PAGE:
The Herald, Sharon, Pa.

Local News

July 7, 2014

District, citing costs, plans to open cyber school

Hopes to lure students back

HERMITAGE — Beginning this fall, the figurative door will open for the Hermitage School District Cyber School.

Whether there will be any students lining up at the door ... well, time will tell.

District Technology Coordinator Frank Gingras, in introducing the plan recently to the school board, was direct in explaining the motive behind the school.

“Why are we looking at this? It basically comes down to funding,” Gingras said.

The district could save a ton if some of the Hermitage school-aged students now attending cyber charter schools – 48 this past school year – can be lured to the district cyber school.

But, Superintendent Dr. Daniel Bell, said he had a longer range goal.

“The whole goal is to get them back walking the halls of our school district,” Bell said. “That’s where the best education takes place.”

Parents are allowed to pull their children from public school so they can attend a public charter school, and the school district must pass on to the charter school a portion of the per-student expense based on a formula set in state law.

Hermitage School District this year had six students with Individualized Education Program plans attending cyber schools. The district had to pay $17,310 each to the cyber schools, for a total of $103,826.

The state Department of Education said IEP plans are developed for children with disabilities or are in need of specially designed instruction.

The district also had 42 non-IEP students attend cyber schools at a cost of $8,586 each, and a total of $360,596.

The total the district paid to cyber schools: $464,458.

School officials researched the more popular cyber charter schools attended by district kids and decided they needed to come up with a program that meets certain educational standards and is engaging but also is flexible in ways enjoyed by students, said Joe Kulbacki, technology coordinator and integration coach.

The district decided to hire outside educational and curriculum providers to provide the actual education to students.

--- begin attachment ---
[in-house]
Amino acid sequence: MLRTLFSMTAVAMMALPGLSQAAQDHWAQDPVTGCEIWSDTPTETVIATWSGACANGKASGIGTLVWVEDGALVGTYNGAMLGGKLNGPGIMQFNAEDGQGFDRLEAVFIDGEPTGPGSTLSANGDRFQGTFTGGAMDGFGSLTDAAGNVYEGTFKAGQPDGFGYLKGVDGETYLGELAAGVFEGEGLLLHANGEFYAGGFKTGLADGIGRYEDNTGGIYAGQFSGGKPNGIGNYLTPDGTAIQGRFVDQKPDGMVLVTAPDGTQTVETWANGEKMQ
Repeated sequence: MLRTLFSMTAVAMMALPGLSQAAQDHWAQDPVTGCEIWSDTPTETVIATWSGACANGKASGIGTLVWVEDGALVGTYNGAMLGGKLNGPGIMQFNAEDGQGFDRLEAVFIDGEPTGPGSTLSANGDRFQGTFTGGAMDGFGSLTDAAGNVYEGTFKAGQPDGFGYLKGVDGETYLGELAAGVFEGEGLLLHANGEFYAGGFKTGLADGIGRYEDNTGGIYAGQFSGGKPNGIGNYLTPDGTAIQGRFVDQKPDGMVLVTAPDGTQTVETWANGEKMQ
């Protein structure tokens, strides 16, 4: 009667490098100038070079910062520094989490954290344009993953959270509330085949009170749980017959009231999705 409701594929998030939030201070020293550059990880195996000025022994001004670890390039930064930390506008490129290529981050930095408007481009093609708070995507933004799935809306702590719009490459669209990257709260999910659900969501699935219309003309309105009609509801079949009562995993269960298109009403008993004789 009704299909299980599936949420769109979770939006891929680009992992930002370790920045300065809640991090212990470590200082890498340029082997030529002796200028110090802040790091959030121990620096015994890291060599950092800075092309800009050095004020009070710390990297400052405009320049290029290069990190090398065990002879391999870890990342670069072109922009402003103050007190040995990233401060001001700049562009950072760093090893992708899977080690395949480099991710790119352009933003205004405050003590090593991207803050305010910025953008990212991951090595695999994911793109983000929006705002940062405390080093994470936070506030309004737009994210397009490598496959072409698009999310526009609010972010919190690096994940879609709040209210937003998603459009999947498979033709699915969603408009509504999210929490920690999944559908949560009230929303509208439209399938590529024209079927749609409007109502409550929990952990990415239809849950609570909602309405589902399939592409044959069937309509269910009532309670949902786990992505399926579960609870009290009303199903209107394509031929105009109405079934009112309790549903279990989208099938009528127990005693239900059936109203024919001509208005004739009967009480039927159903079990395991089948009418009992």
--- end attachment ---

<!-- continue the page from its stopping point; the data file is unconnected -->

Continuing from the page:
They chose Accelerate Education, Anthem, Ariz., for grades kindergarten through four; EdisonLearning of Knoxville, Tenn., for grades 5 through 12; and Apex Learning, Seattle, Wash., for advanced placement classes.

The district also would provide a Chromebook computer, supplies and Internet access to each student.

The cyber school would not require any additional Hermitage staff, officials said.

The cost of educating a student through the new Hermitage cyber school would cost $2,595 for any student in grades kindergarten through four, and $2,545 for any student in grades five through 12.

The carrot Hermitage officials are using to attract cyber school students is that they would get a Hickory High School diploma, and be allowed to participate in sports, clubs and Summer Academy programs.

The Hickory diploma alone would be more favorably viewed by employers and colleges than a typical cyber school diploma, Kulbacki said.

Some questions have yet to be answered, such as whether cyber students would be allowed to attend the graduation ceremony.

“There are probably 50 issues out there like that,” Bell said.

The Hermitage cyber school would only be open to Hermitage residents. Bell said he has no interest in serving kids from outside the district’s borders.

The cyber school program also is not an attempt to lure students from Keystone Charter School, West Salem Township, or any other bricks-and-mortar charter school, Gingras said.

The district will contact families of cyber school students and make themselves available through home visits and family information nights.

“We have basically one chance to win them back,” Kulbacki said. “We need to get in front of these families and sell the Hermitage brand.”

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